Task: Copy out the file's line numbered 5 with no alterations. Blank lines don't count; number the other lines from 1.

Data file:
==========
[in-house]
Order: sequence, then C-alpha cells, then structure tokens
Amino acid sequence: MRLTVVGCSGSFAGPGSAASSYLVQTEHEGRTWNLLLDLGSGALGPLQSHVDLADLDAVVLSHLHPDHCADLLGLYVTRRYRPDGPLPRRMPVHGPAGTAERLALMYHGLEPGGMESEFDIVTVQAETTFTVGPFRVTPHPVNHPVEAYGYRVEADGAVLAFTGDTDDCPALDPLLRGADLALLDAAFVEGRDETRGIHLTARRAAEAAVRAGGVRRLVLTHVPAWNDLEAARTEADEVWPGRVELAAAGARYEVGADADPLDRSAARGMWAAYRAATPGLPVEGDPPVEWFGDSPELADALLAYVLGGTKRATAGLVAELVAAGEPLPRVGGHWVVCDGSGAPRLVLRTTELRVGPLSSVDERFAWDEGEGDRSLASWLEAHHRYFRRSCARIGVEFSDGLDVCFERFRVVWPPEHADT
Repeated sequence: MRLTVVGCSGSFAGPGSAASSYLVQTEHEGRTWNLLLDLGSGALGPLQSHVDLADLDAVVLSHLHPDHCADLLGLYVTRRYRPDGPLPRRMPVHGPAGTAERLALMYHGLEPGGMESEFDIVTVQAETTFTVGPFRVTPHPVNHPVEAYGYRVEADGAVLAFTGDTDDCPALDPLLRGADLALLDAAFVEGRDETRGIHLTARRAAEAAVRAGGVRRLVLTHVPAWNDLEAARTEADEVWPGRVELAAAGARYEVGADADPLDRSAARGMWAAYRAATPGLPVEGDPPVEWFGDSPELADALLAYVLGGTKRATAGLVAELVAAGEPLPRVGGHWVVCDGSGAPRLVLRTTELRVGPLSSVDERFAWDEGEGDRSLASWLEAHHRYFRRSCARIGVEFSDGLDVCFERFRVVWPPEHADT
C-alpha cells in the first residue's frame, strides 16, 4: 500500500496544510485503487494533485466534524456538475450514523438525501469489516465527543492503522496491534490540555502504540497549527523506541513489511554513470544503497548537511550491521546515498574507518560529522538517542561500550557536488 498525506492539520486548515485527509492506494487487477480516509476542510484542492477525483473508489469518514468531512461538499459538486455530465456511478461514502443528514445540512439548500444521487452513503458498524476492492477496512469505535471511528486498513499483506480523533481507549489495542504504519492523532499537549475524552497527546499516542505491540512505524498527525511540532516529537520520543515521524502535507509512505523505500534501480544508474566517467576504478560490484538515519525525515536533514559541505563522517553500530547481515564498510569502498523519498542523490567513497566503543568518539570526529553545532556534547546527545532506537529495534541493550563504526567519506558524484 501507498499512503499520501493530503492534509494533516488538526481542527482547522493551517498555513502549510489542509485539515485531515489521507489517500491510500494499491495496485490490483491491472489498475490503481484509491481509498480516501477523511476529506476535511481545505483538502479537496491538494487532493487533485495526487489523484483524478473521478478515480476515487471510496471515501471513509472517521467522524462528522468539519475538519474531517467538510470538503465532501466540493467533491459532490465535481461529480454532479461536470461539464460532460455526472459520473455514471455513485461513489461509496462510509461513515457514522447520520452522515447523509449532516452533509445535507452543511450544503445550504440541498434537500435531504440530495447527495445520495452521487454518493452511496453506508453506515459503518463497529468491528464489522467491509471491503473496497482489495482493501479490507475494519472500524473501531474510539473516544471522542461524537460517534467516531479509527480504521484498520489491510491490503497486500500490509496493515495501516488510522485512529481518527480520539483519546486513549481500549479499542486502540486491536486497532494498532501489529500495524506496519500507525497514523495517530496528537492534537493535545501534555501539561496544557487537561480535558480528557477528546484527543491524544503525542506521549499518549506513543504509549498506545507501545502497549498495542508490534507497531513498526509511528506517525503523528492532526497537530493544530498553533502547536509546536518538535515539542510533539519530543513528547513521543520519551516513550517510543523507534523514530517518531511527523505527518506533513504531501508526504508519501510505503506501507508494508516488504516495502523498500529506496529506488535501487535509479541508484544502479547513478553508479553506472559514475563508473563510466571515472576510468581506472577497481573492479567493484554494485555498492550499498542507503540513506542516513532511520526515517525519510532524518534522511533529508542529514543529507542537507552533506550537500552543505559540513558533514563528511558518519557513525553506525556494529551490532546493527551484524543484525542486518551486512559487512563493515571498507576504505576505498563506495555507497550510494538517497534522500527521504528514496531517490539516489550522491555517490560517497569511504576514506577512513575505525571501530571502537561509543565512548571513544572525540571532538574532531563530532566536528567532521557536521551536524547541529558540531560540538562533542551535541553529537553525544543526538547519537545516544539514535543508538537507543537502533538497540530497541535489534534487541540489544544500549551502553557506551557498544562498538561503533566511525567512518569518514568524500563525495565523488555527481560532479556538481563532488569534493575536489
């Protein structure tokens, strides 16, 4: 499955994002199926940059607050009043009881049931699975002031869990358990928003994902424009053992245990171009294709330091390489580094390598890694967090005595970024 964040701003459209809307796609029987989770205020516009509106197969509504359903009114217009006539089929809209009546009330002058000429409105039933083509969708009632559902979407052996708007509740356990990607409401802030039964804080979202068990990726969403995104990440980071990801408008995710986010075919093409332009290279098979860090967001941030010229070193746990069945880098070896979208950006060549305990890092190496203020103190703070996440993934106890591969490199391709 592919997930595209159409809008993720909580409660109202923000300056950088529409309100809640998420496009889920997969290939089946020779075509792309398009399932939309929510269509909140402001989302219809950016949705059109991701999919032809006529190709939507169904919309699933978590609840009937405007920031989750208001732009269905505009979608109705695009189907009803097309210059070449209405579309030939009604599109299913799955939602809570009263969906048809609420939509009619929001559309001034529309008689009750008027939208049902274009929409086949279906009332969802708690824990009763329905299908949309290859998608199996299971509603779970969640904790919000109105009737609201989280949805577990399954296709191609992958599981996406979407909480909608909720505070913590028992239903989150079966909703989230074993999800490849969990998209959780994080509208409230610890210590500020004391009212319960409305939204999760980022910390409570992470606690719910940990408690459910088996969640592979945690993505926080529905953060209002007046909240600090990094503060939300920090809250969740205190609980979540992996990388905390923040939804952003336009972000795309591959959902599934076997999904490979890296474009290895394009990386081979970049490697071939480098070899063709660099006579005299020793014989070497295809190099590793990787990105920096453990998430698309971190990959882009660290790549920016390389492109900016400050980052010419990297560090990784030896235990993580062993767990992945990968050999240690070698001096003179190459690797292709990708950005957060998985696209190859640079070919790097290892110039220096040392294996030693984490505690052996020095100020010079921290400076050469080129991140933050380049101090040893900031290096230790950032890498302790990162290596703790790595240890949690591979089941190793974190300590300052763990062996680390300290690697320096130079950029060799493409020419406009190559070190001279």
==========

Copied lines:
C-alpha cells in the first residue's frame, strides 16, 4: 500500500496544510485503487494533485466534524456538475450514523438525501469489516465527543492503522496491534490540555502504540497549527523506541513489511554513470544503497548537511550491521546515498574507518560529522538517542561500550557536488 498525506492539520486548515485527509492506494487487477480516509476542510484542492477525483473508489469518514468531512461538499459538486455530465456511478461514502443528514445540512439548500444521487452513503458498524476492492477496512469505535471511528486498513499483506480523533481507549489495542504504519492523532499537549475524552497527546499516542505491540512505524498527525511540532516529537520520543515521524502535507509512505523505500534501480544508474566517467576504478560490484538515519525525515536533514559541505563522517553500530547481515564498510569502498523519498542523490567513497566503543568518539570526529553545532556534547546527545532506537529495534541493550563504526567519506558524484 501507498499512503499520501493530503492534509494533516488538526481542527482547522493551517498555513502549510489542509485539515485531515489521507489517500491510500494499491495496485490490483491491472489498475490503481484509491481509498480516501477523511476529506476535511481545505483538502479537496491538494487532493487533485495526487489523484483524478473521478478515480476515487471510496471515501471513509472517521467522524462528522468539519475538519474531517467538510470538503465532501466540493467533491459532490465535481461529480454532479461536470461539464460532460455526472459520473455514471455513485461513489461509496462510509461513515457514522447520520452522515447523509449532516452533509445535507452543511450544503445550504440541498434537500435531504440530495447527495445520495452521487454518493452511496453506508453506515459503518463497529468491528464489522467491509471491503473496497482489495482493501479490507475494519472500524473501531474510539473516544471522542461524537460517534467516531479509527480504521484498520489491510491490503497486500500490509496493515495501516488510522485512529481518527480520539483519546486513549481500549479499542486502540486491536486497532494498532501489529500495524506496519500507525497514523495517530496528537492534537493535545501534555501539561496544557487537561480535558480528557477528546484527543491524544503525542506521549499518549506513543504509549498506545507501545502497549498495542508490534507497531513498526509511528506517525503523528492532526497537530493544530498553533502547536509546536518538535515539542510533539519530543513528547513521543520519551516513550517510543523507534523514530517518531511527523505527518506533513504531501508526504508519501510505503506501507508494508516488504516495502523498500529506496529506488535501487535509479541508484544502479547513478553508479553506472559514475563508473563510466571515472576510468581506472577497481573492479567493484554494485555498492550499498542507503540513506542516513532511520526515517525519510532524518534522511533529508542529514543529507542537507552533506550537500552543505559540513558533514563528511558518519557513525553506525556494529551490532546493527551484524543484525542486518551486512559487512563493515571498507576504505576505498563506495555507497550510494538517497534522500527521504528514496531517490539516489550522491555517490560517497569511504576514506577512513575505525571501530571502537561509543565512548571513544572525540571532538574532531563530532566536528567532521557536521551536524547541529558540531560540538562533542551535541553529537553525544543526538547519537545516544539514535543508538537507543537502533538497540530497541535489534534487541540489544544500549551502553557506551557498544562498538561503533566511525567512518569518514568524500563525495565523488555527481560532479556538481563532488569534493575536489